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Mild Winter Leaves Some Plants and Crops Vulnerable

2-10-12

By Young Soo Yang

Flowers budding in Ho-Ho-Kus. Photo taken on February 9, 2012 by Bob Males.

According to state climatologist David Robinson, the combined temperatures for this past December and January resulted in the 7th mildest such interval on record in New Jersey since 1895.

It’s a pattern that’s been persistent all winter with prolonged episodes of tranquil, mild weather interspersed with an occasional outbreak of cold weather. But it only stays cold for a couple of days before it warms up again. Says Robinson, “we just can’t keep a continuous flow of arctic air into the region this year. The jet stream pattern in the atmosphere is not permitting it.”

And he doesn’t see anything on the horizon to break that pattern. “Looking at the weather service outlook for the next 2 weeks, there’s no sign of a plunge into a persistently cold pattern.”

Despite the fact that the soil hasn’t been frozen much at all this winter, Robinson says most plant life has remained in dormancy. The danger arises, he says, when plants begin to bud prematurely at the end of February and March, and a late season cold spell hits. “There’s still a lot of cold air up in the north that could plunge in and it only has to plunge in for a night or two.”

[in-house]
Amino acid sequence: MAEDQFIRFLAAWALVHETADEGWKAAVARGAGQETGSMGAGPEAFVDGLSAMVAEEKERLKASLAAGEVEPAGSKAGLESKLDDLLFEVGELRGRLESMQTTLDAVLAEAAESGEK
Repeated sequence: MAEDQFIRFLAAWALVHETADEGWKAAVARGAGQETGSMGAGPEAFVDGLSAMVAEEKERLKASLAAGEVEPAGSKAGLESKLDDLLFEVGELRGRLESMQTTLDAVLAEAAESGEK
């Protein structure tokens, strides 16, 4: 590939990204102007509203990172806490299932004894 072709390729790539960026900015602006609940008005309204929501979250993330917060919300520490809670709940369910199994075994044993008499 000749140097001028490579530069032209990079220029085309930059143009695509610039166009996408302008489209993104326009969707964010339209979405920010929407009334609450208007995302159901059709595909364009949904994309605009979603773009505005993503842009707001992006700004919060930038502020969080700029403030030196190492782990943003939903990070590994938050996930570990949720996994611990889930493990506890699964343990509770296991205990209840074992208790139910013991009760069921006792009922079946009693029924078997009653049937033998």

Early bloomers like daffodils, blueberries, peaches and forsythia are most at-risk. “Perennials [like] trees (peach trees), bushes (blueberry bushes) … they’re the ones that aren’t planted each year.”

“The vegetables, for the most part, you start worrying about cold conditions in April and May.”

According to Robinson, the extremely mild winter doesn’t signal what kind of summer to expect. “Spring kind of resets everything and there’s no correlation between mild winters [and] hot summers. Last December and January were very cold and we had a scorching hot summer.”

One thing of particular note, says Robinson, the last 12 months have all been above average — temperature-wise. “Twenty-one of the last 23 months, New Jersey’s temperatures have been above average. Even more interesting, the last 2 years — February 2010 thru January 2012 — are the warmest 24-month interval on record in New Jersey. You take 24 consecutive months and look at them back to 1895, there’s not been a warmer one than the 24-month interval that ended with this January.”

Temperatures have indeed gotten warmer in recent decades in New Jersey, says Robinson. He borrows a phrase made popular by economists and calls the new temps the ‘new normal.’